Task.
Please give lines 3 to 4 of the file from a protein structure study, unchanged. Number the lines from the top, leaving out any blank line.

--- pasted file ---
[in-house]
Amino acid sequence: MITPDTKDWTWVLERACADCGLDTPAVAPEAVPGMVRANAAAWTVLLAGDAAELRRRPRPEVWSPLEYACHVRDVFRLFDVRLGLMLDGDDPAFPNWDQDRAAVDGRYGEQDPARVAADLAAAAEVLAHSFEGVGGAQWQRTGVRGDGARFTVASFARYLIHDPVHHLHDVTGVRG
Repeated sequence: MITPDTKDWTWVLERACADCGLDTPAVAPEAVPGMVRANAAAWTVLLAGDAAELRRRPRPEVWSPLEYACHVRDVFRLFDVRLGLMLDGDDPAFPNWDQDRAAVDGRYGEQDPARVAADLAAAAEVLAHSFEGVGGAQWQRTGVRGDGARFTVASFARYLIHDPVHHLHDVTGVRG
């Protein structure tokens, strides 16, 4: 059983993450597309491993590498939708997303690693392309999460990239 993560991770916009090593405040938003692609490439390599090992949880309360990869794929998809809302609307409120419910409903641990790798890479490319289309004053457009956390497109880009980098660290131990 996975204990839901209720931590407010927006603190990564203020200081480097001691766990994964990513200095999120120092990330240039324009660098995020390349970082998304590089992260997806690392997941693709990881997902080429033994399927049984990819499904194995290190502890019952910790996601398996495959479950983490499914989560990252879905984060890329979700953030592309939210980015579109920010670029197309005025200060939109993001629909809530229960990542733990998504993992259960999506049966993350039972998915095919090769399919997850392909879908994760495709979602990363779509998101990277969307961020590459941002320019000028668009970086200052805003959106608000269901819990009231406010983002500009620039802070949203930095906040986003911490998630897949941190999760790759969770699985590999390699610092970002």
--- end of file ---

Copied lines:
Repeated sequence: MITPDTKDWTWVLERACADCGLDTPAVAPEAVPGMVRANAAAWTVLLAGDAAELRRRPRPEVWSPLEYACHVRDVFRLFDVRLGLMLDGDDPAFPNWDQDRAAVDGRYGEQDPARVAADLAAAAEVLAHSFEGVGGAQWQRTGVRGDGARFTVASFARYLIHDPVHHLHDVTGVRG
């Protein structure tokens, strides 16, 4: 059983993450597309491993590498939708997303690693392309999460990239 993560991770916009090593405040938003692609490439390599090992949880309360990869794929998809809302609307409120419910409903641990790798890479490319289309004053457009956390497109880009980098660290131990 996975204990839901209720931590407010927006603190990564203020200081480097001691766990994964990513200095999120120092990330240039324009660098995020390349970082998304590089992260997806690392997941693709990881997902080429033994399927049984990819499904194995290190502890019952910790996601398996495959479950983490499914989560990252879905984060890329979700953030592309939210980015579109920010670029197309005025200060939109993001629909809530229960990542733990998504993992259960999506049966993350039972998915095919090769399919997850392909879908994760495709979602990363779509998101990277969307961020590459941002320019000028668009970086200052805003959106608000269901819990009231406010983002500009620039802070949203930095906040986003911490998630897949941190999760790759969770699985590999390699610092970002």